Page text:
Taibbi’s critics make the same argument that Wall Street makes—that investors/borrowers/insurance policyholders etc. are responsible for what they buy. True, but is that really the end of the argument? If we were talking about cars or heart stents, would we say the same thing? If the argument is that pension funds and other CDO buyers are sophisticated players, that is true, but again, is that the end of the argument? What about the consequences for the rest of us?
And is it out-of-bounds to point out, as Taibbi does, that Goldman was selling securities that would explode at the same time it was betting against them? Many in the business press think so. I don’t.
That all said, “Bubble Machine” poses all sorts of problems from a journalism standpoint, and they aren’t small. Here’s how I see them:
One, the piece pushes language past the breaking point, as, for example, in the subhed:
From tech stocks to high gas prices, Goldman Sachs has engineered every major market manipulation since the Great Depression - and they’re about to do it again.
“Contributed to,” “participated in, “profited from,” “been around at,” “—All these are words that could have been used in place of “engineered.” Rolling Stone didn’t go that way.
American Heritage Dictionary defines “engineer” as, “To plan, manage, and put through by skillful acts or contrivance; maneuver.” If that’s true of Goldman, or even Wall Street as whole, and these bubbles, it’s only in the broadest, most cosmic sense. The hyperbole hurts rather than helps.
As for “manipulation,” are bubbles the result of manipulations? And does exacerbating a bubble constitute manipulation? I don’t know, but the language is rough. Of course, Wall Street-backed predatory lending is rough, but this is where Taibbi leaves conventional investigative reporting behind.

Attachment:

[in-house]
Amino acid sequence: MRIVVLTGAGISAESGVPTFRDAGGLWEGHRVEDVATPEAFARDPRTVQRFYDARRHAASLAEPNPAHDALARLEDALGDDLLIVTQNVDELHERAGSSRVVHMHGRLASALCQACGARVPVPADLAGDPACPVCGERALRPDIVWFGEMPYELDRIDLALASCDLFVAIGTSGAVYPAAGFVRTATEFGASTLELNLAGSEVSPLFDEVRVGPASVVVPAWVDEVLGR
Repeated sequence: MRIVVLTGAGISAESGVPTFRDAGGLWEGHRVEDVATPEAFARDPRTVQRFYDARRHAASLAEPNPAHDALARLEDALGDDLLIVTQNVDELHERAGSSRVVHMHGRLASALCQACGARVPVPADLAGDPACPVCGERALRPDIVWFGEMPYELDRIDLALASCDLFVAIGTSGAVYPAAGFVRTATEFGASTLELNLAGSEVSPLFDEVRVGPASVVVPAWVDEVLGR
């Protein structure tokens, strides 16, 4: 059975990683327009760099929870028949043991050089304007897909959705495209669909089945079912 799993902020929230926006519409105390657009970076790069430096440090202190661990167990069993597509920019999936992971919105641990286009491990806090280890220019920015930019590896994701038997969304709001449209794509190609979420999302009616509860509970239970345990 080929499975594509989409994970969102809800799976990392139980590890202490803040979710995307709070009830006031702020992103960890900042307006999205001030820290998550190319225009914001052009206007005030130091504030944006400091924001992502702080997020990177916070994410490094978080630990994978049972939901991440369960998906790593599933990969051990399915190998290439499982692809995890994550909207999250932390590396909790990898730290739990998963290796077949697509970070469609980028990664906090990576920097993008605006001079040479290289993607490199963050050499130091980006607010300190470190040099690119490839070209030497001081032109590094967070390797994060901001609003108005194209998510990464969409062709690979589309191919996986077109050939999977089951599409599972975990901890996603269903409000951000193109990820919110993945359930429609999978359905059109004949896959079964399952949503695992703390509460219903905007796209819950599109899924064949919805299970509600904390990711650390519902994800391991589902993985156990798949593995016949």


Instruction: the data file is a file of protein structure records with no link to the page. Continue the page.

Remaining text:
But there’s something else to consider. As Taibbi’s piece forcefully reminds us, Goldman alumni, notably Rubin, Paulson, Ed Liddy (who is leaving AIG, mission accomplished), Goldman-influenced Tim Geithner, and others, have been all over the government’s policy and regulatory apparatus. Even assuming all acted in good faith as public servants, all are certainly fair game for robust attack for policy choices that either cost the country, benefited Goldman, or both. If decisions made by officials with whom you have a relationship that is less than arms-length end up benefiting you, someone’s going to take issue.
That all said, stretchers undermine argument.
Two, as others have too eagerly noted, the piece kills itself to put Goldman at the center of things, including the tech and mortgage wrecks, when it really means “Wall Street.” Other actors were much worse in various crises, as many have pointed out. To which, Taibbi has responded, So What? Still, there it is. The contortions create dissonance that harms the piece.
Three, it was a mistake to go back to the Great Depression. Taibbi is trying to establish a pattern of selling leveraged investments that eventually crashed, but there’s a limit. That was a different world. By collapsing the timeline into the last 10 years, the piece would have been stronger.
Fourth, Taibbi plays pretty rough, even with true facts. He says Goldman’s 2008 tax bill was just $14 million. But it was higher in the years before and will be higher in the future. Again, Taibbi might say, so what? But again, there you are.
More of a problem: he also attributes the low bill to Goldman off-shoring its income. The absolute bill was low mostly because of U.S. credit losses. And while, it is true that its effective rate that year was 1 percent, due, as he accurately quotes Goldman’s annual report, to “changes in geographic earnings mix,” Goldman spokesman Lucas van Praag points out in an email that the “geography” here was the U.S., where the losses lowered both the tax rate and the tax bill itself.
So, Taibbi was free to use the hilariously low tax bill as an indictment of the U.S. tax system, but off-shoring doesn’t seem to have been the problem he makes it out to be here: